The GAO found that there are both gaps in state reporting of cases of harm to assisted living residents–such as abuse, neglect and exploitation-and lack of guidance from the federal government on what needs to be reported.  States are required to monitor “critical” incidents that may harm a beneficiary’s health or welfare, but they have leeway in determining what the consider a critical incident. While all states considered physical assault, emotional abuse, and sexual assault to be critical incidents, three states don’t monitor unexpected or unexplained deaths and seven states don’t monitor the treat of suicide at the ALFs.

“Medicaid beneficiaries receiving assisted living services include older adults and individuals with physical, intellectual or developmental disabilities, some of whom can be particularly vulnerable to abuse, neglect, and exploitation,” the report notes.

Medicare has terminated your coverage for a physical therapist, nurse or speech therapist.  The health care provider states that you have “plateaued” , ‘have not improved” or require “maintenance services” only.  In addition, the health care provider states that you must pay out of pocket if you want to continue these services.  However, you and your physician opine that you need these services and that they are medically necessary. So what should you do?  Appeal Medicare’s decision.

The initial document you will receive before termination is a “Notice of Medicare Provider Non-Coverage” or a” Generic Notice” from your health care provider.  When you receive this notice, immediately call the Beneficiary and Family-Centered Care Quality Improvement Organization, or BFCC-QIO.  The phone number will be on the notice that you have received.  Fax to them a written opinion by your physician that the services are “medically necessary” and that your health will be jeopardized if services are dis continued.  In addition, have the health provider deliver your records to BFCC-QIO and a copy to you.

The BFCC-QIO must make a decision within 72 hours of receipt of your appeal.  If they agree with you coverage will be continued, if they don’t then you have to pay out of pocket for those services.

Older parents are becoming more common, driven in part by changing mores and surrogate motherhood.  Comedian and author Steve Martin had his first child at age 67.  Singer Billy Joel just welcomed his third daughter. Janet Jackson had a child at 50. But later-life parents have some special estate planning and retirement considerations.

The first consideration is to make sure you have an estate plan and that estate plan is up to date.  One of the most important functions of an estate plan is to name a guardian for your children in your will and this goes double for a parent having children late in life.  If you don’t name someone to act as guardian, the court will choose the guardian.  Because the court does not know your kids like you do, the person they choose may not be ideal.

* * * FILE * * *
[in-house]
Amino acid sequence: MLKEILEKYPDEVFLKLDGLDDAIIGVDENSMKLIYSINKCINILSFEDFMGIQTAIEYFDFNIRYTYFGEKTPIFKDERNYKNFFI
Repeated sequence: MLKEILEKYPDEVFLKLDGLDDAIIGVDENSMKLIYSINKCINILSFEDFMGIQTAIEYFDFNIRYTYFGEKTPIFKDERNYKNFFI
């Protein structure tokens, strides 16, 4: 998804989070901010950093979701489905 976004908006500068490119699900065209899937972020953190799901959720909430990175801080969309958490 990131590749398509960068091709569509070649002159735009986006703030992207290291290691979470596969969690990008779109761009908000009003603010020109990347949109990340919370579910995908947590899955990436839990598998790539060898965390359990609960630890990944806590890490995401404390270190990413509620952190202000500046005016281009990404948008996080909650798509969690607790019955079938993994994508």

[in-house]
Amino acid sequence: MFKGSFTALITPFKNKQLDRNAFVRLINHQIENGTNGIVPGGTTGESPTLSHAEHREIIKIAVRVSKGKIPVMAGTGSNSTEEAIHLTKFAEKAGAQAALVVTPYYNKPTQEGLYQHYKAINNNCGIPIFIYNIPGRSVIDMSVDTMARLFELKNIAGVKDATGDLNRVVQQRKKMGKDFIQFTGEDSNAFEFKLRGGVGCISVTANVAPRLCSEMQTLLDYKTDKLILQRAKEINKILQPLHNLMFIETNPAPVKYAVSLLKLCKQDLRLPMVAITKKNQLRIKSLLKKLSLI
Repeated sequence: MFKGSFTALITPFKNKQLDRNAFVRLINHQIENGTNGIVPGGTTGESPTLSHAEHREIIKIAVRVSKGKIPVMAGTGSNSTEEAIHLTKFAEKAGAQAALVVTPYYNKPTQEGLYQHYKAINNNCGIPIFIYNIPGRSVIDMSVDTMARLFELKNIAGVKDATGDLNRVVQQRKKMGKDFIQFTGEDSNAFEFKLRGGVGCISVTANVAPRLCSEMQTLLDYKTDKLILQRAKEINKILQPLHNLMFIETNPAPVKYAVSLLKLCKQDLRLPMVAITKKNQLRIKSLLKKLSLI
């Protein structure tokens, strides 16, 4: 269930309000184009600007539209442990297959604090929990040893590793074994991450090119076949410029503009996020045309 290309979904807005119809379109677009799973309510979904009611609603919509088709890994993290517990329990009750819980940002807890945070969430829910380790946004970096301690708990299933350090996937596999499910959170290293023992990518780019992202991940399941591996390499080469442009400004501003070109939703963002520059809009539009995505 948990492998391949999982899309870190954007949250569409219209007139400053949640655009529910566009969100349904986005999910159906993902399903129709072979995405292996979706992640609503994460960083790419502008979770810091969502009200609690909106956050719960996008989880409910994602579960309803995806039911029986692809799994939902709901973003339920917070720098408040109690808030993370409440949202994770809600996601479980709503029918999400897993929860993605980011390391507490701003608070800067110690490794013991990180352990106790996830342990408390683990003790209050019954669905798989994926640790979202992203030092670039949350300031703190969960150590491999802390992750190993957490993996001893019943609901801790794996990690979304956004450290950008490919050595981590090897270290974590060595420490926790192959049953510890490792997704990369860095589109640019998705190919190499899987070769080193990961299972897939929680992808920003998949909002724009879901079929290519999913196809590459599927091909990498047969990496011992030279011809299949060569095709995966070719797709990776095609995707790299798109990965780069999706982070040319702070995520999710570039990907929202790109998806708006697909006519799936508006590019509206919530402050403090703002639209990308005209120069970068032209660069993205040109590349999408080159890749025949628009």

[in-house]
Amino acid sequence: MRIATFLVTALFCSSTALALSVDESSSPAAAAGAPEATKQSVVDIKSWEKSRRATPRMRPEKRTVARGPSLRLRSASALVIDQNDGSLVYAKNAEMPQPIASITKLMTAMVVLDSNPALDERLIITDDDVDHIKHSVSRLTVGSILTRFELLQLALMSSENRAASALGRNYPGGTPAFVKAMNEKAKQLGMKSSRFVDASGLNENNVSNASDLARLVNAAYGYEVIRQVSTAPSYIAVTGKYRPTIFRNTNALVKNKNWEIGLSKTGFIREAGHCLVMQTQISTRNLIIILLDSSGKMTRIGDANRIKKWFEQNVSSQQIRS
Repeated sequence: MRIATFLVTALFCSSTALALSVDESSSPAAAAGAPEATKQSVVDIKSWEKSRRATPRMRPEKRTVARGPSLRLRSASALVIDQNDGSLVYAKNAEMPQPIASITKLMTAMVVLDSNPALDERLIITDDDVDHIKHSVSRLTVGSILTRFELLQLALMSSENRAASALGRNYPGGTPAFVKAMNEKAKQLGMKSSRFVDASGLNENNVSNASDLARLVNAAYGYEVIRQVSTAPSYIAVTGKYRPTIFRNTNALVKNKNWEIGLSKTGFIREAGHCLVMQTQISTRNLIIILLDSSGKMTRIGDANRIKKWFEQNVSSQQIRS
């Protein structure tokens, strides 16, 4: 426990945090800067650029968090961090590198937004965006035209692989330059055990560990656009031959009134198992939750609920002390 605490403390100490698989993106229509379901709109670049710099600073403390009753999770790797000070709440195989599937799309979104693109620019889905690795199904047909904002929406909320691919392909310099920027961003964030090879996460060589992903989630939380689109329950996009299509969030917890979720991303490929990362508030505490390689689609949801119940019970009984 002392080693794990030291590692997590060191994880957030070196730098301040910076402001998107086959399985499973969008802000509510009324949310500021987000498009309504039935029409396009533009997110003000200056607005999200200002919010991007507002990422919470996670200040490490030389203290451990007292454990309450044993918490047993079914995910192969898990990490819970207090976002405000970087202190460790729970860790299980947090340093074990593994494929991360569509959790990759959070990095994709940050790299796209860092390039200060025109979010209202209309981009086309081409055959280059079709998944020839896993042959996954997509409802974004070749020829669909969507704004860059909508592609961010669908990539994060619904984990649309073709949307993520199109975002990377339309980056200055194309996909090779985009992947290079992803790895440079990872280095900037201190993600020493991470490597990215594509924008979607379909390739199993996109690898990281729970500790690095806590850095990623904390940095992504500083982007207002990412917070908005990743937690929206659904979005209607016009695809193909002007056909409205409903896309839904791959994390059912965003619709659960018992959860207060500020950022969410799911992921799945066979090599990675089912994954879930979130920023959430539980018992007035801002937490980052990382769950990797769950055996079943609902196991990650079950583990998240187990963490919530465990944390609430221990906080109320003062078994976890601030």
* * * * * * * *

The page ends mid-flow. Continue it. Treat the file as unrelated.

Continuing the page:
In addition to naming a guardian, you may  also want to set up a trust for your children so that your assets are set aside for them when they get older.  If a child is the product of the second marriage, a trust may be a particularly important.  A trust can give your spouse rights, but allow someone else-the trustee-the power to manage the property and protect it for the next generation.  If you have older children, a trust could, for example, provide for a younger child’s education and then divide the remaining amount among all of the children.

When a non-lawyer ventures into the world of probate or guardianship, one item that usually causes confusion is the requirement for the representative to post a bond. Under Illinois law, a court-appointed representative is required to post a bond which covers 150% of the value of the personal estate. This requirement is in place for anyone serving as guardian of an estate for a person with a disability. It is also required for the administrator or executor of a decedent’s estate. Although in the case of decedents estates, the requirement for a bond can be waived, but only if the waiver is explicitly stated in the decedent’s will.

So what does a bond do? In essence, it acts like an insurance policy that protects the estate from the actions by the representative. The representative (although it can usually be paid out of the estate’s funds) is required to pay an annual premium which is a fraction of the full amount of coverage. The bond company then insures and protects the assets of the estate from any potential losses.

How does one actually acquire a bond? Most counties have their own standardized forms which the representative would need to sign called a “surety bond” form. This document needs to be signed and notarized and then sent to the bond company for execution. The bond companies also have their own forms and applications which need to be completed by the representative before they will approve the bond. In some counties, the bond companies have representatives who spend a portion of their day in the courthouse, which makes it easier to obtain a bond on short notice.